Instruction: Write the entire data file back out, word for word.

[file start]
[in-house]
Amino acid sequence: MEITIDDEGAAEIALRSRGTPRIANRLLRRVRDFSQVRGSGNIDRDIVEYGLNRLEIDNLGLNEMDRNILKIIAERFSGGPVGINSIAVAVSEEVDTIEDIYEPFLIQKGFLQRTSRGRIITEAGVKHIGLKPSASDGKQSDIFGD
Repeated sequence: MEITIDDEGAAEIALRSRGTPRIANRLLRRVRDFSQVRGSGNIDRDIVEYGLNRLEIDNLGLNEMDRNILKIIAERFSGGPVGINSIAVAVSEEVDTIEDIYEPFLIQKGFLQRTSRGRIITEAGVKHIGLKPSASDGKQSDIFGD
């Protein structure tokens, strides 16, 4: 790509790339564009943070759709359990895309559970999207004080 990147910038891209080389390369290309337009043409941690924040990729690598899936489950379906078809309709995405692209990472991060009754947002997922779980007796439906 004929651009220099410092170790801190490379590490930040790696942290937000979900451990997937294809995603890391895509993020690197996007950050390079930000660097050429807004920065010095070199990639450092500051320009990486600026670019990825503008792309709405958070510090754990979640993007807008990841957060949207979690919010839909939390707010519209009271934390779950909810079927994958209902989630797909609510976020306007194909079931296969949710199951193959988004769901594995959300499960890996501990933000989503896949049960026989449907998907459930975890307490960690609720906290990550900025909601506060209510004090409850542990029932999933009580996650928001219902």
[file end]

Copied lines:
[in-house]
Amino acid sequence: MEITIDDEGAAEIALRSRGTPRIANRLLRRVRDFSQVRGSGNIDRDIVEYGLNRLEIDNLGLNEMDRNILKIIAERFSGGPVGINSIAVAVSEEVDTIEDIYEPFLIQKGFLQRTSRGRIITEAGVKHIGLKPSASDGKQSDIFGD
Repeated sequence: MEITIDDEGAAEIALRSRGTPRIANRLLRRVRDFSQVRGSGNIDRDIVEYGLNRLEIDNLGLNEMDRNILKIIAERFSGGPVGINSIAVAVSEEVDTIEDIYEPFLIQKGFLQRTSRGRIITEAGVKHIGLKPSASDGKQSDIFGD
């Protein structure tokens, strides 16, 4: 790509790339564009943070759709359990895309559970999207004080 990147910038891209080389390369290309337009043409941690924040990729690598899936489950379906078809309709995405692209990472991060009754947002997922779980007796439906 004929651009220099410092170790801190490379590490930040790696942290937000979900451990997937294809995603890391895509993020690197996007950050390079930000660097050429807004920065010095070199990639450092500051320009990486600026670019990825503008792309709405958070510090754990979640993007807008990841957060949207979690919010839909939390707010519209009271934390779950909810079927994958209902989630797909609510976020306007194909079931296969949710199951193959988004769901594995959300499960890996501990933000989503896949049960026989449907998907459930975890307490960690609720906290990550900025909601506060209510004090409850542990029932999933009580996650928001219902």